5 Chinese Products (2007 to 2008)
China’s problems began in 2007 with contaminated dog and cat food, which resulted in the deaths of 14 pets in the U.S. Consequently, the FDA recalled 60 million cans of pet food. During the same year, officials discovered that certain toys made in China contained dangerous magnets and toxic levels of lead in the paint. The next year, Chinese manufacturers encountered more contamination in a different food source—baby formula. After one baby died and over 50 others developed kidney-related illnesses, the manufacturer recalled 700 tons of formula, according to “Time.” Officials learned that some of the manufacturers added melamine to the baby food to cut costs.
4 Spinach (2006)
Kids who didn’t want to eat the leafy greens on their plates in the late summer of 2006 were in the right. Bags of spinach that went through certain California processing plants were tainted with E. coli. The food-borne illness caused one confirmed death, kidney failure in 29 cases and 97 reported hospitalizations.
3 Firestone Tires (2000)
One of the worst automotive product failures occurred in 2000 when faulty Firestone Tires killed about 200 people and injured thousands, according to the “Huffington Post.” The 15-inch tires on Mercury Mountaineers and Ford Explorers had high failure rates, which Ford engineers pointed out before the car went to market. However, neither the automaker nor Bridgestone/Firestone, Inc., took action at that time to correct it. Allegedly, the tire treads would peel, separate and fray, causing the tires to blow out and the vehicles to roll.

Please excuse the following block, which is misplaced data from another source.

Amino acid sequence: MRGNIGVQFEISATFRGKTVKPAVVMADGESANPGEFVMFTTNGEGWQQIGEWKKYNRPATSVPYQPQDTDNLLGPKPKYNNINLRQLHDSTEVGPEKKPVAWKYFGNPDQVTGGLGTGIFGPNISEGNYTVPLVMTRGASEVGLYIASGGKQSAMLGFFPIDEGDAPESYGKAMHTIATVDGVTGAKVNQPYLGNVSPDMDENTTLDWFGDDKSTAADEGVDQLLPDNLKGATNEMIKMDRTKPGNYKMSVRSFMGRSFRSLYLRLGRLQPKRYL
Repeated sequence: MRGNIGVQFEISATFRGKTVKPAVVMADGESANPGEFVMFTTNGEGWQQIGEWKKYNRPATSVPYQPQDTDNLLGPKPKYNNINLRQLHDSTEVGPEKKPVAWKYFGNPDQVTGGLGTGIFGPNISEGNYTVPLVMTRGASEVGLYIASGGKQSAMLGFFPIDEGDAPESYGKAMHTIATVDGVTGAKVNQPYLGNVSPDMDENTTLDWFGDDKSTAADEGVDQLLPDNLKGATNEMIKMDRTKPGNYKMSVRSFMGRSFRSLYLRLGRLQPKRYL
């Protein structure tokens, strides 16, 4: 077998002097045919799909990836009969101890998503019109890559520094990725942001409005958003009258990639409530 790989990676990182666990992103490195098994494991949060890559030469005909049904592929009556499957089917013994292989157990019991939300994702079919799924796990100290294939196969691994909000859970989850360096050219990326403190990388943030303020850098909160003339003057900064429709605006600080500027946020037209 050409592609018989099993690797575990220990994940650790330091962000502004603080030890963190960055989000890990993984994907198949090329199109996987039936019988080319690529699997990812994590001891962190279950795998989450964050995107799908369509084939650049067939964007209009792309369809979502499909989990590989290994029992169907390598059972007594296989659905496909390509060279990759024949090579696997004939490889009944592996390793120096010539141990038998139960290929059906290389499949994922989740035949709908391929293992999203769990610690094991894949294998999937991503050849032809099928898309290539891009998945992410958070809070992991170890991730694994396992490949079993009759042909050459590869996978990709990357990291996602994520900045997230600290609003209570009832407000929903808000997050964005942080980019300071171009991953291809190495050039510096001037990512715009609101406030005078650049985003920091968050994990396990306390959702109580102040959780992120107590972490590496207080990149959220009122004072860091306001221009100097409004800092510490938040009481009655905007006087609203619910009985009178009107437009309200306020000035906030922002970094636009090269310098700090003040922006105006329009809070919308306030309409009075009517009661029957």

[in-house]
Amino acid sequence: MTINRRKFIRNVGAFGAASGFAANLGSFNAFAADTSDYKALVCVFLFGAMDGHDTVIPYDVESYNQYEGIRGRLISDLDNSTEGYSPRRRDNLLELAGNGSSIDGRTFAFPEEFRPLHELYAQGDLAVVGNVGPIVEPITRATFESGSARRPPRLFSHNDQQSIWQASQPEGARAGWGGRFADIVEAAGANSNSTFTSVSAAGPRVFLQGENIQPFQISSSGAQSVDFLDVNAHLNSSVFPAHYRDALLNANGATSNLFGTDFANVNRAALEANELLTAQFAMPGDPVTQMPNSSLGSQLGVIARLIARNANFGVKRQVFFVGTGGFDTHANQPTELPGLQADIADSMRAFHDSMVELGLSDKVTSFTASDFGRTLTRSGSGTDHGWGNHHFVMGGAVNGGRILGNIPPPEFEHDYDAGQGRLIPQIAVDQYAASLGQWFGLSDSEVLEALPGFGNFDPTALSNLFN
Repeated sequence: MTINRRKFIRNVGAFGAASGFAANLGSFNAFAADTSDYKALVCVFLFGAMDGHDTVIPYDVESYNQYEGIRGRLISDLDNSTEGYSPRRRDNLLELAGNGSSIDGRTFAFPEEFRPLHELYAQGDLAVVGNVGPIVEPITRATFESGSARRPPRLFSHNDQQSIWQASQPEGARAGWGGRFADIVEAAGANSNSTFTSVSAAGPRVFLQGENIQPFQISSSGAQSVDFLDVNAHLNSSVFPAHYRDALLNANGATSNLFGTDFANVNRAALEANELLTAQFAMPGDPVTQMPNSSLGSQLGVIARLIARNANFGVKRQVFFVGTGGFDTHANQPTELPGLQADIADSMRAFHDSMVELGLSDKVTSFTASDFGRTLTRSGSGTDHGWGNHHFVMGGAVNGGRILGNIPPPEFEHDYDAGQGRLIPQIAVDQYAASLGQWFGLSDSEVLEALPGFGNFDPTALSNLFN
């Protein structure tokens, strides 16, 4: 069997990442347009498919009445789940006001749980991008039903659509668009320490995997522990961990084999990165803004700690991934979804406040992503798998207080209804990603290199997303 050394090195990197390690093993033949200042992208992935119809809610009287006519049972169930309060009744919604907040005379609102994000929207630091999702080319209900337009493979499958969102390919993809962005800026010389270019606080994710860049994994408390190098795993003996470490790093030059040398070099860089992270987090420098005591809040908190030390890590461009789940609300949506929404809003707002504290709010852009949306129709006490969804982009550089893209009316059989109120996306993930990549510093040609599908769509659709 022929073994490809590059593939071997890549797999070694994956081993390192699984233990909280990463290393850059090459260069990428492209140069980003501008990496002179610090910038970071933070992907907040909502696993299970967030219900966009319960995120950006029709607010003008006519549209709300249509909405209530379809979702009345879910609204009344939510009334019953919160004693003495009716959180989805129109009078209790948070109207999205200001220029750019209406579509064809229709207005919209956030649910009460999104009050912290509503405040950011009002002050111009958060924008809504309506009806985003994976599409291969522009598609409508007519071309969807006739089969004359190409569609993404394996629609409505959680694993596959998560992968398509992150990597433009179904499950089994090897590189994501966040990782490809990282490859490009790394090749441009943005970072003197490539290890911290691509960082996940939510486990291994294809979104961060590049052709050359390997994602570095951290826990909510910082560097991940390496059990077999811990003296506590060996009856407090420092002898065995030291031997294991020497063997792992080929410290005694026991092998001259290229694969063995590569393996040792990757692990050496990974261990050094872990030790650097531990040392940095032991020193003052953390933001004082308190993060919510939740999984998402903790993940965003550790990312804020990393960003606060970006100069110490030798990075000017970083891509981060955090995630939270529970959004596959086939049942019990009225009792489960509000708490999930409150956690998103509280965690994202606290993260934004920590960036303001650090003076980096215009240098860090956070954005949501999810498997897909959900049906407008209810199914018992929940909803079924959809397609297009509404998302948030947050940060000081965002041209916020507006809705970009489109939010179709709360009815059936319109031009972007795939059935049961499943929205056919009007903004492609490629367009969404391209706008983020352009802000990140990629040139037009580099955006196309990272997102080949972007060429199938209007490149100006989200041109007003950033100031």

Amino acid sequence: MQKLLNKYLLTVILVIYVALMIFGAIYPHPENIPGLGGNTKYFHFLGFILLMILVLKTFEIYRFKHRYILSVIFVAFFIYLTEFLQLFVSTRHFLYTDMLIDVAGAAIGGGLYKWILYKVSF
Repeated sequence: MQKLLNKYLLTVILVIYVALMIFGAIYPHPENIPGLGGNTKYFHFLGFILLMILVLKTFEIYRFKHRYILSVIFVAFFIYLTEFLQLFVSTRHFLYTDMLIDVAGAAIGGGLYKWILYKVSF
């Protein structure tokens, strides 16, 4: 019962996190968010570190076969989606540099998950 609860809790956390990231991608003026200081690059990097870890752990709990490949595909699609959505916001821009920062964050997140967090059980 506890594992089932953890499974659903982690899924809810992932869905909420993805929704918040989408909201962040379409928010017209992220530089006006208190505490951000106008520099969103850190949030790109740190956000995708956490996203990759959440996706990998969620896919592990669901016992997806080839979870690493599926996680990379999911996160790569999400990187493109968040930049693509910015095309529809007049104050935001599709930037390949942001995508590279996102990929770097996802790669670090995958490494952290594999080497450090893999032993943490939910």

2 Tylenol (1982)
One of the most publicized drug recalls of the 20th century involved Johnson & Johnson’s Extra Strength Tylenol in 1982. The over-the-counter medicine contained potassium cyanide. The poison killed seven people in the Chicago area and prompted Johnson & Johnson to recall 31 million bottles. According to “Time,” authorities still don’t know how the incident occurred or who did it, but it’s believed that the crimes occurred within drug stores. Because of the incident and after a handful of copycat events, the FDA issued a mandate for all over-the-counter drugs to have tamper-proof seals.
1 Ford Pinto (1978)
Not only was the Ford Pinto one of the ugliest cars in existence (a fact that should have prompted a recall from the beginning), the subcompact car had its fuel tank in an unfortunate location. A mere thump on the bumper could puncture the tank and cause a fire or explosion. Ford knew about this flaw before the car reached the market and was quick to settle the initial lawsuits. After at least three accidental deaths and more litigation claims than the company could handle—not to mention criminal charges—the automaker resorted to recalling 1.5 million Pintos to make the fuel tank safer. Ultimately, Ford retired the Pinto in 1981.